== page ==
This letter was sent in by one of our members:
My Experience as an Oxford Vaccine Trial Volunteer
As with most people it has been a switchback ride for me ever since the first national lockdown last March. Even before then I stumbled across the YouTube channel of health expert John Campbell who calmly anticipated the pandemic as early as January and I felt a mounting anxiety turning to disbelief with the slow response in the UK. Looking back on those times I realise how depleted my current energies are since the days of sourcing face masks and making hand sanitiser out of rubbing alcohol and sending out thermometers to those I thought were vulnerable.
The transition to hard reality came in May 2020 when an old friend died of Covid-19 and I deeply regretted not having contacted him for some time. Soon after my sister-in-law became ill and was in hospital for 6 weeks uncomprehending why she could not receive visits and expressing feelings of being abandoned. It was complex and time consuming arranging her wishes to enter a care home and as I write I have yet to be able to visit the room where she lives. One aspect of concern is that the Care Quality Commission has only inspected a handful of care homes since last March, presumably because of major complaints. Those in care homes with low staffing and no relatives to liaise on their behalf may well have experienced obscure suffering which will never be known.
So when the opportunity came to join the third phase in the Oxford Vaccine Trial* I saw it as an opportunity to make a small contribution in memory of my dear deceased friend whose funeral no one had been able to attend.
The staff at the School of Tropical Medicine in Liverpool were immediately inspiring. I had a detailed health check on the phone, gave permission for my medical records to be checked, and was given lots of clear information what to expect. There was no payment nor expenses thank goodness but the rewards were clear. Unlike the other vaccine trials UK participants were given home Covid testing packs to do every week so the trial would pick up on even asymptomatic cases. At the first visit for the vaccine injection it took several hours with further health checks and a blood test and we were shown a film which explained everything. The staff I encountered seemed very efficient and friendly and very skilled at giving painless injections. I was given a booster shot 5 weeks later.
At the time of writing I still do not know if I was given the actual vaccine or the control vaccine. The latter was a vaccine for meningitis, chosen because its side effects mimicked slight covid19 symptoms. I had no side effects whatsoever, not even at the injection site, both after the initial injection and after the booster a month later. It was only at the third phase of the trial that large numbers of the “elderly “, over 55 year old were recruited. I was told anecdotally that any minor side effects had been mostly with younger patients and there seemed to be less, even no side effects the older the participant. I am well over 55!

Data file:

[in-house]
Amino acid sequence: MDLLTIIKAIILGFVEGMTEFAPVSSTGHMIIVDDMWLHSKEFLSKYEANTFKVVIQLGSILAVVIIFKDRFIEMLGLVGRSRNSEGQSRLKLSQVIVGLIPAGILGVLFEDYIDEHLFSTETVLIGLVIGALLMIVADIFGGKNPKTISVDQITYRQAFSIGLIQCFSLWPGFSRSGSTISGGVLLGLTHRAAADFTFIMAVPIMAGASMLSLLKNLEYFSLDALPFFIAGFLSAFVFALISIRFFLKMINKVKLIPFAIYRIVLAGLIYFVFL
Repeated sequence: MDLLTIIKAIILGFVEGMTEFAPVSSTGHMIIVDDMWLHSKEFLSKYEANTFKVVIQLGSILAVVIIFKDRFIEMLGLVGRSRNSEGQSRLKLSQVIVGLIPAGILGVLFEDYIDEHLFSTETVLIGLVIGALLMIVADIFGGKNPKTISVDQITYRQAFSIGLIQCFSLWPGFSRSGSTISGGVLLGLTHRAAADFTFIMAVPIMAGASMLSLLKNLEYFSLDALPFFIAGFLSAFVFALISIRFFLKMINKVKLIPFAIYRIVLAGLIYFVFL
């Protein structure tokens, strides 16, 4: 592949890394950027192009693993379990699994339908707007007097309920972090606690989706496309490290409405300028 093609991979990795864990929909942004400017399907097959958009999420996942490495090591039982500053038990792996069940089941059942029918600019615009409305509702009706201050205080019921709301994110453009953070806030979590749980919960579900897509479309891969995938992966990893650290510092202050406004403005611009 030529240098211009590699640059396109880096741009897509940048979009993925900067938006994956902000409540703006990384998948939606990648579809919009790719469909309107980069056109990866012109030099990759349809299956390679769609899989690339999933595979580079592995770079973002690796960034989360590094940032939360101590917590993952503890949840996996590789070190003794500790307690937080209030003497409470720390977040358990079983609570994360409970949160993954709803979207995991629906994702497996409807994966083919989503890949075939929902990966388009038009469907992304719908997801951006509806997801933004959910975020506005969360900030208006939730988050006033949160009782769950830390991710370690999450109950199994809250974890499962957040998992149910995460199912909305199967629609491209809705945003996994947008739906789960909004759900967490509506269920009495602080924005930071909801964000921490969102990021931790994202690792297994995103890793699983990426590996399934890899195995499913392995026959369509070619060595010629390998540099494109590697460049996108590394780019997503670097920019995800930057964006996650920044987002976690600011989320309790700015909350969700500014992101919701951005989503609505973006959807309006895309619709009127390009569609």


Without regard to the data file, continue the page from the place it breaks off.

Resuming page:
I was asked to keep a simple electronic diary for the first 7 days after the both injections and given an emergency number to call in the event of any problem.
Participating in this trial brought the benefit of having a weekly Covid test at a time when these were less available and there was psychological uplift in the thought that I may well have had the vaccine and be better protected. However we were strongly advised to maintain the usual advice to continuing to protect against the virus.
Much the greatest benefit has been the contact with vaccine staff I met and their clear integrity, compassion and high motivation.
From the start AstraZeneca-Oxford officials have insisted the vaccine should be produced on a non-profit making basis for the duration of the pandemic which means that poorer countries unable to afford the much more expensive vaccines will benefit. As a planet we are all in this together. The Oxford vaccine has been described as globally important because it uses traditional methods to manufacture and can be stored at ordinary fridge temperature and distributed along well established existing routes. Moreover, it has been possible during the three phases of this trial to work out a formula improving the vaccine’s future efficacy to match that of the Pfizer and Moderna vaccines which are at least 6 times as expensive.
By the time you are reading this I may have been contacted by my GP via the national roll-out to get the vaccine. There is then a process whereby I ring up the Trial staff and they will tell me which vaccine I have had – either the Oxford one or the control vaccine.
I will remain in the trial for at least another year as the research is ongoing. Not least is the need to discover how long vaccine immunity will last. I will continue to have weekly Covid tests till June 2021. The information from weekly swabs as I have already commented is unique to the Oxford Trial, not only because it picks up on asymptomatic cases but because it will assist in finding out more about whether the vaccine reduces the rate of transmission to others including the new strains.
My participation was undemanding and required little of me. It has been an immense privilege to be associated with a scientific medical group where routine and relentless hard work and high values have been dedicated not to commercial success but to diminishing the suffering of all the world’s population.
* Ref: BMJ 2021;372:n86 “How the Oxford-AstraZeneca covid-19 vaccine was made” 12th January 2021